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Idealist-Historicist Moments: Varieties of Agency in British Historical Thought before, during and after the Second World War

Dates:
  • Thu 13 Oct 2011 18.00 - 20.00
  Add to Calendar 2011-10-13 18:00 2011-10-13 20:00 Europe/Paris Idealist-Historicist Moments: Varieties of Agency in British Historical Thought before, during and after the Second World War

This thesis examines the place of idealism and historicism, interpreted as one complex tradition, in twentieth century British historical thought. It contributes to the intellectual history of modern British historiography and philosophy of history by arguing that idealism-historicism was pivotal in their development, even if not in a straightforward or solely positive fashion. The received wisdom, holding idealism-historicism to be a relic of the nineteenth and early twentieth century, is thereby decidedly challenged. Idealism-historicism, it is shown, broke the boundaries of professional disciplines, ideological stances and generations. British intellectuals as diverse as R.G. Collingwood, Peter Laslett, Hugh-Trevor Roper, G.R. Elton and Quentin Skinner all committed themselves to the central theme of idealism-historicism: agency. This theme is distinctive to the British context, and so enables an historical and conceptual appreciation of that specificity. Agency entails a view of the past as constituted by human individuals, characterized by their capacities of freedom and rationality, necessarily and always exercised in particular socio-historical contexts; and it entails a view of history as the discipline that studies the various and changing embodiments of agency. Even though all scholars investigated subscribed to these views, the thesis further demonstrates how other beliefs—intellectual, personal and ideological—and different contexts, complicated their relationship to idealism-historicism. The Second World War was, above all else, the factor crooking the trajectory of this tradition. Whereas intellectuals from the pre-war and war generation advocated a thick concept of agency, including irrationality, emotion and public engagement fostering the political extension of agency, the post-war generation, socialized in a context of social security and political stability, and dismissive of intellectual involvement in public affairs, reduced the concept of agency to free, rational and social activity, to be studied and used primarily within the confines of professional human scientific scholarship.

Cappella, Villa Schifanoia - SCHIFANOIA DD/MM/YYYY
  Cappella, Villa Schifanoia - SCHIFANOIA

This thesis examines the place of idealism and historicism, interpreted as one complex tradition, in twentieth century British historical thought. It contributes to the intellectual history of modern British historiography and philosophy of history by arguing that idealism-historicism was pivotal in their development, even if not in a straightforward or solely positive fashion. The received wisdom, holding idealism-historicism to be a relic of the nineteenth and early twentieth century, is thereby decidedly challenged. Idealism-historicism, it is shown, broke the boundaries of professional disciplines, ideological stances and generations. British intellectuals as diverse as R.G. Collingwood, Peter Laslett, Hugh-Trevor Roper, G.R. Elton and Quentin Skinner all committed themselves to the central theme of idealism-historicism: agency. This theme is distinctive to the British context, and so enables an historical and conceptual appreciation of that specificity. Agency entails a view of the past as constituted by human individuals, characterized by their capacities of freedom and rationality, necessarily and always exercised in particular socio-historical contexts; and it entails a view of history as the discipline that studies the various and changing embodiments of agency. Even though all scholars investigated subscribed to these views, the thesis further demonstrates how other beliefs—intellectual, personal and ideological—and different contexts, complicated their relationship to idealism-historicism. The Second World War was, above all else, the factor crooking the trajectory of this tradition. Whereas intellectuals from the pre-war and war generation advocated a thick concept of agency, including irrationality, emotion and public engagement fostering the political extension of agency, the post-war generation, socialized in a context of social security and political stability, and dismissive of intellectual involvement in public affairs, reduced the concept of agency to free, rational and social activity, to be studied and used primarily within the confines of professional human scientific scholarship.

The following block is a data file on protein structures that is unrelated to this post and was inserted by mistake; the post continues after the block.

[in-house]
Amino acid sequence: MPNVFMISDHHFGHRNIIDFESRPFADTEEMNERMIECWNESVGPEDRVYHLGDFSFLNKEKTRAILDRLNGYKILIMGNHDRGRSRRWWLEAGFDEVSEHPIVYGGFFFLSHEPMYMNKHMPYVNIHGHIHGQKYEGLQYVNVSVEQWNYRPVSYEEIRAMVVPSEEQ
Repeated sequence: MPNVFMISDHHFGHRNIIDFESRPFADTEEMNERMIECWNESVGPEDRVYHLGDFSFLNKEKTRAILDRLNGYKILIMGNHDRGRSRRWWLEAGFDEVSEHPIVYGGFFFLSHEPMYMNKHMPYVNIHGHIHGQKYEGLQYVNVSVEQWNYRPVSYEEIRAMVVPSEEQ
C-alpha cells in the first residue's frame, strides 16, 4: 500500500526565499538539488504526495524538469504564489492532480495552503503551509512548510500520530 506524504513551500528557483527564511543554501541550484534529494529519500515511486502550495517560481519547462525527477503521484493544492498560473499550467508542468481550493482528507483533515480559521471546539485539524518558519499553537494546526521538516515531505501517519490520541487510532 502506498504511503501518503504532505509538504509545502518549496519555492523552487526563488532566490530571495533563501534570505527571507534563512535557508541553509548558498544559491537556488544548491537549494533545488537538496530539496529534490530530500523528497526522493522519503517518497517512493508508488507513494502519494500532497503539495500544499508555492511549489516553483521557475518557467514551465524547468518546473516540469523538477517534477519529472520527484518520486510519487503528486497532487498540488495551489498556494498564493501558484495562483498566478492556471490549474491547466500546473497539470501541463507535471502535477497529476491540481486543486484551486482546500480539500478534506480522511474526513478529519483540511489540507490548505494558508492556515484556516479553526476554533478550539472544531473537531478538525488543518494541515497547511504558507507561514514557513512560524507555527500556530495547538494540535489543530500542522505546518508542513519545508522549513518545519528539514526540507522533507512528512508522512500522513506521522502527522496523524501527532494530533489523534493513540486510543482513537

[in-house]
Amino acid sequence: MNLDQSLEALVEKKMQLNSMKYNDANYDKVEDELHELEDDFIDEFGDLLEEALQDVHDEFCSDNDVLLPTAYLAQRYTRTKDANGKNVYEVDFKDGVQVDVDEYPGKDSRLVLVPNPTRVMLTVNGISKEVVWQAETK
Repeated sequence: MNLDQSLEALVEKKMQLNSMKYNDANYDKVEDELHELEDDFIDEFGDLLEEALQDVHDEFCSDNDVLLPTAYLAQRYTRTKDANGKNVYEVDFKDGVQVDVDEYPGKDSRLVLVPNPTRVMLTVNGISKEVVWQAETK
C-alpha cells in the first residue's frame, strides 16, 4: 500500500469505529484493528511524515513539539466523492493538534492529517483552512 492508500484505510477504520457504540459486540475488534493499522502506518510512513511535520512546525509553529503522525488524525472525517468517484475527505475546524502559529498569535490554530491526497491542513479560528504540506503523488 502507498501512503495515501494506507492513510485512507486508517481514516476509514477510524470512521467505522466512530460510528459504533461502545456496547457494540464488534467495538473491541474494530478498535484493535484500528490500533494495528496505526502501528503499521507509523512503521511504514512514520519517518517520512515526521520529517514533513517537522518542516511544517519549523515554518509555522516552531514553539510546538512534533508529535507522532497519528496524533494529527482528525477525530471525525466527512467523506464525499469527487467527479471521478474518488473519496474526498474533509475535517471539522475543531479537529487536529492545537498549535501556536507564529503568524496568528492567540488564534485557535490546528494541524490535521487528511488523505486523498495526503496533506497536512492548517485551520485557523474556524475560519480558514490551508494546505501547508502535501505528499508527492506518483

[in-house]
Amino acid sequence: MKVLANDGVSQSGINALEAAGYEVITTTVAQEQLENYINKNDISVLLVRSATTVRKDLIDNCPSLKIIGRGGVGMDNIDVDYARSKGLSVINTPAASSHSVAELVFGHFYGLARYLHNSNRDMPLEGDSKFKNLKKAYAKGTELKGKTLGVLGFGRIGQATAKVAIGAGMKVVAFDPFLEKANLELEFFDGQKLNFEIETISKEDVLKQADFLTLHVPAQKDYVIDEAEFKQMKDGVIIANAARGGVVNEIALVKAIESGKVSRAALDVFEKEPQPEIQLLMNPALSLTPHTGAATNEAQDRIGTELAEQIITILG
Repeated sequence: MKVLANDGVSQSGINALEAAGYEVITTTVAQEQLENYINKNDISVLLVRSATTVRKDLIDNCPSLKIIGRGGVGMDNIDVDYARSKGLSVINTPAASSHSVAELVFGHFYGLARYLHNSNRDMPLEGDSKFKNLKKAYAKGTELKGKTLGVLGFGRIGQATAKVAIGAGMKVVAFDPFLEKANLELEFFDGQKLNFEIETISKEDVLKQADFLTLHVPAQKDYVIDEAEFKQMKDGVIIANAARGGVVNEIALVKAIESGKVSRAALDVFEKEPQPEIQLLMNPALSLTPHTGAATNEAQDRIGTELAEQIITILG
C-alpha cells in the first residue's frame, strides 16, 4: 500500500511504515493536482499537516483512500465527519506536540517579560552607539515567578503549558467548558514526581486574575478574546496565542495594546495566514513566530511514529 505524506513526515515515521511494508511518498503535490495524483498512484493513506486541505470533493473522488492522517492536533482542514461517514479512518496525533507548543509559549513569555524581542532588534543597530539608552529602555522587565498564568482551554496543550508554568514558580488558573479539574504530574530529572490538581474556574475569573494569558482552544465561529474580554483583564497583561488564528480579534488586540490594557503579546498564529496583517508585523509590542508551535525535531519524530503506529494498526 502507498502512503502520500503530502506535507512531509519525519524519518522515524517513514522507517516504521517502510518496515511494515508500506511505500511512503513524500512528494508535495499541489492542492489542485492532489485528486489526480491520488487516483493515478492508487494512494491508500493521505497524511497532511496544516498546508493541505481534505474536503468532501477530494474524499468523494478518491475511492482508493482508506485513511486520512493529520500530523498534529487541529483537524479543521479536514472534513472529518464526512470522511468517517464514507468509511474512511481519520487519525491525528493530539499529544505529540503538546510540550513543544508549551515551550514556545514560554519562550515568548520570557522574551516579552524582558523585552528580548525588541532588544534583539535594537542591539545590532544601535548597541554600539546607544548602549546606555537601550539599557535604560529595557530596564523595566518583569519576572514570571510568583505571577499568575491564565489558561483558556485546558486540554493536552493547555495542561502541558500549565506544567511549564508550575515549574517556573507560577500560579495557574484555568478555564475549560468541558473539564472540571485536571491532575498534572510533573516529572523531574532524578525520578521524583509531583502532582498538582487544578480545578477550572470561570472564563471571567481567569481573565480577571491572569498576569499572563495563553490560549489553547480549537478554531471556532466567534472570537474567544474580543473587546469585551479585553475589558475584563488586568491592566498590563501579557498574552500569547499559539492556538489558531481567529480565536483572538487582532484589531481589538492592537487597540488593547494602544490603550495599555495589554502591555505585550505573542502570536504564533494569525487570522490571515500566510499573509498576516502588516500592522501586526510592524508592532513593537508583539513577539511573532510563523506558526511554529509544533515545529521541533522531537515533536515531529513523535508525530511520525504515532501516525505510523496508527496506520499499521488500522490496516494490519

Location:
Cappella, Villa Schifanoia - SCHIFANOIA

Affiliation:
Department of History and Civilization

Type:
Thesis defence

Supervisor:
Martin van Gelderen (EUI - Department of History and Civilization)

Examiner:
Prof. Stephen Anthony Smith
Tim Stanton (York)
Prof Jan-Werner Mueller (Princeton University)

Defendant:
Admir Skodo

Contact:
Monica Palao Calvo - Send a mail
 

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